The future guidance that will be developed over the next 5 years will only be as good as the engagement we get from all key stakeholders across the world in its development. We are working to ensure this will be as inclusive as possible and will be organizing events and roundtables in many countries over the course of the project. We also need to recruit members of Practitioner Working groups. To find out more and register to engage and receive updates please visit our project page NOW! Be part of our journey to a more transparent, accountable and trusted sector. Our sector needs you!

We’d like to acknowledge and thank all the following organizations that joined our campaign in 2015 to secure support for developing the world’s first ever international financial reporting guidance for the non-profit sector:

ACCESS Development services

ADRA China

ADRA Pakistan

Adventist Development and Relief Agency Timor-Leste (ADRA Timor-Leste)

Adventist Development Relief Agency Sri Lanka (ADRA SriLanka)

AECP Niger


Agency Coordinating Body for Afghan Relief and Development (ACBAR)

Alhammad Educational Society Sargodha Pakistan

ALIVE Medical Services

Alliance for Development Solutions

Anglican Aids Programme




Association of Evangelicals of Liberia (AEL)

Assocation pour le developpement et la solidarite islamique

Asylum Access, Tanzania

Baptist Aid-BBCF


Bawinanga Aboriginal Corporation

Blue Diamond Society

BNWLA-Bangladesh National Women Lawyers Association


British Council

Broederlijk Delen vzw (Belgium)

Caritas Banmaw


Centre for Environment, Human Rights and Development

Center for Justice and Peace Studies (CJPS)

Charity Centre for Children and Youth Development

Chibuzor Human Resources Development Organization

Childfund Sri Lanka

Child Soldiers International

Child’s I Foundation

CHS Alliance

Coalition of Women Living with HIV/Aids (Cowla)

Community Development Agency

Compassion International

Concern Worldwide

Connect Network


Dambari Wildlife Trust

Deepti Bhuban

Development Workshop


Disabled Peoples Oganisations Denmark – DPOD

Elison Decision Support Services

Equal Education Fund



Felix Foundation



Forest Peoples Programme


Fundacion Manos de Amor


Ghana Developing Communities Association

Global Aid Hand

Global Mass Community (Welfare Organization)

Global Media Foundation


Grenoble School of Management



HelpAge International

HELVETAS Swiss Intercooperation Ethiopia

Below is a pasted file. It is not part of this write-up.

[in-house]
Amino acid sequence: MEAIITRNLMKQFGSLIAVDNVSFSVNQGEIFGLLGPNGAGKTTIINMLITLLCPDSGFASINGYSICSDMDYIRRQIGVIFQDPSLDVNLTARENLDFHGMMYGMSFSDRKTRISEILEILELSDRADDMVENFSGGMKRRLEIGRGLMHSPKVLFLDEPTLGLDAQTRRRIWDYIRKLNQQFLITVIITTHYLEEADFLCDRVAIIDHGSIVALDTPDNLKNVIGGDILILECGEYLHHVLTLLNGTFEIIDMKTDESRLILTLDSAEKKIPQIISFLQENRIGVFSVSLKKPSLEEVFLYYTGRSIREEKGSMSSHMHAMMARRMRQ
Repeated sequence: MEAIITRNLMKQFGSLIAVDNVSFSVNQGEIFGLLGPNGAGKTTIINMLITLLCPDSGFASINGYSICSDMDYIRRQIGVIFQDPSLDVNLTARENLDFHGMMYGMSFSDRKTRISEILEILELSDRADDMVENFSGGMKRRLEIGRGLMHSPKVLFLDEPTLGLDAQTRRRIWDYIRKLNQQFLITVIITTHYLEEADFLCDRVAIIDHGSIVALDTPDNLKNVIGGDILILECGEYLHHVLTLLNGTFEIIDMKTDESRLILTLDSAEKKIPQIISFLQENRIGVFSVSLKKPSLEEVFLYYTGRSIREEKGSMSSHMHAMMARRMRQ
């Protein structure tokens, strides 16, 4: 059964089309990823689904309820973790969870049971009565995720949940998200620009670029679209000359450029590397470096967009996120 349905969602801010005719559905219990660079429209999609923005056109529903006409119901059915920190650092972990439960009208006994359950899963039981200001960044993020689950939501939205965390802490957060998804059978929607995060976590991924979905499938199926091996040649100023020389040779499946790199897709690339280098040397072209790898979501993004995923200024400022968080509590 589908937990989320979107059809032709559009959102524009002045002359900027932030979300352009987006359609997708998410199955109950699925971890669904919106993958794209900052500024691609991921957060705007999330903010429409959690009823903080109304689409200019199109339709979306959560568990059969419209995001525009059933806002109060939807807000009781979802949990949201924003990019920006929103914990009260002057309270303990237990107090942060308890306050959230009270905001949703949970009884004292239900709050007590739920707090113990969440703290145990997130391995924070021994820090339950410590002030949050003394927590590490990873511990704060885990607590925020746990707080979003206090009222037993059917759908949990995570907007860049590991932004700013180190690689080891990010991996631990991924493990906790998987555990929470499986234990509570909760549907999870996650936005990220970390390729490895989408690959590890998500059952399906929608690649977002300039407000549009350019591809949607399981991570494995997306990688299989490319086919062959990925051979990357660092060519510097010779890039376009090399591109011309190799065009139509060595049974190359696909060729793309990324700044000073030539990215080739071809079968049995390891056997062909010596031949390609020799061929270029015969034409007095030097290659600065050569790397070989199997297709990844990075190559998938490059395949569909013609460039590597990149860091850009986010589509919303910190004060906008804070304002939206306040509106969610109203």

Hope Trust

Human Expectation

Human Resource and Social Information Centre (HURESIC)

HURESIC (Human Resource and Social Information Centre)


Integrated Regional Support Program (IRSP)

International Rescue Committee


Jewel Health and Development Initiative (JEHDI- Nigeria)

Karopa Intergrated CBO

Kukumbi Mozambique


Lungujja Community Health Caring Organisation

Manion Daniels

Marie Stopes Sierra Leone

Media Monitoring Project Zimbabwe

MEK Community Development

MHA MacIntyre Hudson

Molly’s Network

MSF Southern Africa

MU-JHU Care Ltd

Myanmar Red Cross Society

Nascent Solutions Inc.

National Election Observation Committee

National Service Learning Institute – Liberia

Near East Foundation


NhakaAfrikan Worldview Trust

OCAM National organization South Sudan

Open Society Foundations

Organization for Non-violence and Development

Oriental Women Organization

Oxfam Novib

Pacific Theological College

Pancaran Anugerah

Pastoralist Development Network of Kenya (PDNK)

Patient Helping Fund – Sudan

Pentecostal Mission Unlimited-PMU Liberia

Plan International

Prison Fellowship Zimbabwe

Queen Mary University of London

Queens World Network


Renew’N’Able Malawi

Rescue Heart Africa Foundation

Research Triangle Institue – International, LEAD Nigeria Project


Restless Development

Right To Play, Ghana

Rinda Ubuzima


Save the Children International

SEARCH – Liberia

Send a Cow

Share An Opportunity Uganda

Siiqqee Women’s Development Association (SWDA)

SIL International

Social Welfare Advancement Committee (SWACO)

Somali Humanitarian and Development Action (SOHDA)

SOS Children’s Villages Nigeria

SOS Sahel Ethiopia

South Sudan Action Network On Small Arms (SSANSA)

S.T.R.A.W. Inc. Center for Young Women

Street child of Sierra Leone

Substance Abuse Research Association (SARA)

Sudan Open Learning Organization


The Asia Foundation

The Children Support Organisation Mpigi

The Foundation for Civil Society

The Gardener Africa Foundation


Transparency International Cambodia


United Mission to Nepal

VisAbility Limited

Vision Welfare Group

Vivekananda International Health Centre

Volta Educational Renaissance Foundation (VEReF)

Vredeseilanden VZW

War Child



Women Acting Together for Change (WATCH)

Women Against Violence and Exploitation in Society

Women LEAD

Women’s network for environmental sustainability

World Vision International

WSM Wereldsolidariteit -Solidarité Mondiale (Belgium)

WWF International

Youth Business International

Youth Empowernment Strategies In Developing Opportunities (YES I DO)